The American Cable Association, a lobbying group for independent cable companies, has lost a third member, with this week’s defection of Midcontinent Communications.Midcontinent, based in South Dakota with 200,000 subscribers.
Midcontinent joins Bresnan Communications and Atlantic Broadband in quitting the ACA over the group’s recent filing with federal regulators on program bundling and retransmission consent.
With the defection, the ACA has lost cable systems representing about 700,000 subscribers, or 10% of the group’s original 8 million subscribers.
“Bresnan, Midcontinent and Atlantic Broadband have been excellent companies we’ve had the opportunity to work with,” ACA president Matt Polka said Friday. “We honestly hope to have them back in our organization some day, because their companies are representative of a lot of the concerns that are independent cable companies have. So while there may be some difference of opinion on our filing, there are many other issues where our action is directly representative of their companies’ views.”
Midcontinent and the two other cable companies objected to a filing the ACA made earlier this month made with the Federal Communications Commission that called for programmers to be prevented from tying carriage of their various channels. The three operators don’t believe that the FCC has jurisdiction in that matter.
“It’s very difficult to ask the FCC to unbundle on a wholesale basis for us, when we really can’t agree with the position the chairman has taken on unbundling in the form of a la carte,” Tom Simmons, Midcontinent’s senior vice president of public policy, said. “That strikes me as being very inconsistent.”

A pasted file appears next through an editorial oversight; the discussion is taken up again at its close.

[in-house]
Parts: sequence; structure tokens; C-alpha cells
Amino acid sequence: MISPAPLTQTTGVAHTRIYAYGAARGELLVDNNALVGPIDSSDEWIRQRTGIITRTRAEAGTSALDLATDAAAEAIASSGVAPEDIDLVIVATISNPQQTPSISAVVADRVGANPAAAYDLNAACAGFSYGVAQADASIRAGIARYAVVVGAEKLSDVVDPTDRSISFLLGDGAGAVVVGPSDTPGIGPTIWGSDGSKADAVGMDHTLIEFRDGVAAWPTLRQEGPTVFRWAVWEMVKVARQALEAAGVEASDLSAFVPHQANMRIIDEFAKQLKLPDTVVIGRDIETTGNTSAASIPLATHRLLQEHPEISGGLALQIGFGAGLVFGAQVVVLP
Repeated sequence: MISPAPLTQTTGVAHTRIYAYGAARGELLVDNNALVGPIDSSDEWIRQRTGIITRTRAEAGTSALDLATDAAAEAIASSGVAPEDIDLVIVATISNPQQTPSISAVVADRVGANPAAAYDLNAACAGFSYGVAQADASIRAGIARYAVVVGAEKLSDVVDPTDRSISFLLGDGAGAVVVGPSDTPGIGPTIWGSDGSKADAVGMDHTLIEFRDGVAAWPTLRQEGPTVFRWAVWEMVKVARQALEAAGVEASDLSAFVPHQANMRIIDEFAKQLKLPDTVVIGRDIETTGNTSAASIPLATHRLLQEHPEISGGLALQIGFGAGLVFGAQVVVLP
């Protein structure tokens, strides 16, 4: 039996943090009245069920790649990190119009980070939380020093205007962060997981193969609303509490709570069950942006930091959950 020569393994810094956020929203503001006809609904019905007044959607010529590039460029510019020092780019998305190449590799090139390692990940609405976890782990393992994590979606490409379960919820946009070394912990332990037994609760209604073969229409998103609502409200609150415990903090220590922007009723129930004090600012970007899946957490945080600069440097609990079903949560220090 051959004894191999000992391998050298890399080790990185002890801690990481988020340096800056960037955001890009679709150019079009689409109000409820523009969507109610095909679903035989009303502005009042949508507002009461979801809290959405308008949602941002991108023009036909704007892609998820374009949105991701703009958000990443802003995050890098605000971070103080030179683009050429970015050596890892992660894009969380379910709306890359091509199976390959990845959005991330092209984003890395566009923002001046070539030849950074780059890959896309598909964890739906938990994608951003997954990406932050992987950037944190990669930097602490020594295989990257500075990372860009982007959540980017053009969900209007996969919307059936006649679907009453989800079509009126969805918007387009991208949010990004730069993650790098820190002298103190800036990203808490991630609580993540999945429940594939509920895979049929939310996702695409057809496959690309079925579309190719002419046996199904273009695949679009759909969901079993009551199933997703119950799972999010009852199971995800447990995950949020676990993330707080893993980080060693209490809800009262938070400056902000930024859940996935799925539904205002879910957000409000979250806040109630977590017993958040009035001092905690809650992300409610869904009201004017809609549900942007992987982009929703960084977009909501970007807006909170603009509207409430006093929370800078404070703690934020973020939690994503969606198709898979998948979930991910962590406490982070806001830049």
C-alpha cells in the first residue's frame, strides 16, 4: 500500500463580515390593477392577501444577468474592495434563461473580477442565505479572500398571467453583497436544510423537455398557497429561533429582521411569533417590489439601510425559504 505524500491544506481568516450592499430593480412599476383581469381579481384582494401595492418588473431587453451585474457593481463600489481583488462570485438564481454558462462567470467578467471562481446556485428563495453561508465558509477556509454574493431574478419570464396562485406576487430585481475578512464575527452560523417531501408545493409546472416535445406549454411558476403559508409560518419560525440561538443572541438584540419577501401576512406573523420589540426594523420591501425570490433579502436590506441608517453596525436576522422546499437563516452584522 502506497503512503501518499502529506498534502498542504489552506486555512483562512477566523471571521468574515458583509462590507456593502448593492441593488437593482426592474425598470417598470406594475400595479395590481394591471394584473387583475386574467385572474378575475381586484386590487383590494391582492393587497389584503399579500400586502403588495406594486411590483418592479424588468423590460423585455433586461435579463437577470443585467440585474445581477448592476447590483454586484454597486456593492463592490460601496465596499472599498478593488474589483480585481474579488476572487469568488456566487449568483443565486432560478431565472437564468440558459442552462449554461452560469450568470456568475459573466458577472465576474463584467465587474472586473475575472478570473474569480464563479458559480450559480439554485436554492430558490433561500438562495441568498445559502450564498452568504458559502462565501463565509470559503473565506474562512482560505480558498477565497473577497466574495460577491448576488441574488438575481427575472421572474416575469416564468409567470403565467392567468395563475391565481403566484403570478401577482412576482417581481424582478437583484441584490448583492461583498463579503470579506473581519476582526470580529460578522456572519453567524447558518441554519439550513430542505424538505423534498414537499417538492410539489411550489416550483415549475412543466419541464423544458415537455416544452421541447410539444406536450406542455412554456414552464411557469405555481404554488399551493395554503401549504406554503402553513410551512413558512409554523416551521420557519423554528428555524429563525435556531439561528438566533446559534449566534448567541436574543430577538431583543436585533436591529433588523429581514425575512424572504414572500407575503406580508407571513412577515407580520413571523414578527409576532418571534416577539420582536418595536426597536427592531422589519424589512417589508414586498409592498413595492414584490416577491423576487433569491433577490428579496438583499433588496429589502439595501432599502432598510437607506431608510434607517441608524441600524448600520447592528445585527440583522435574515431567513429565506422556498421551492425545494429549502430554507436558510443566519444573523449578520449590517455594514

“We feel we reserve the right to operate in the best interest of our customers,” Simmons said. “This position is very much in consistent with what we have been seeing all along. That is the grounds [for leaving the ACA].”
Comcast owns stakes in Bresnan and Midcontinent, and the nation’s largest cable company has also taken the position that the FCC doesn’t have any authority to impose rules regarding program tying.
Simmons said his company’s decision to leave the ACA was done independently. “There was no coercion at all on the part of Comcast,” he said. “In fact, I have not personally discussed it with them at all, our decision.”
The ACA doesn’t think there will be any more member defections over the FCC filing.
“We do not expect other companies to leave over it,” Polka said. “What is important to note is that over 1,000 companies, over the vast majority of our companies, independent cable companies are supportive of our efforts to proceed both on retransmission consent and the programming tying issue.”
Earlier this week, during its first quarter meeting the ACA’s board appointed Steve Friedman, Wave Broadband chief operating officer, as vice chair. Friedman replaces Atlantic Broadband CEO David Keefe in that slot.
“We are clearly moving forward with full support of our membership and the support of our board,” Polka said. “We’re not backing down or changing our position as a result of their individual decisions of these companies.”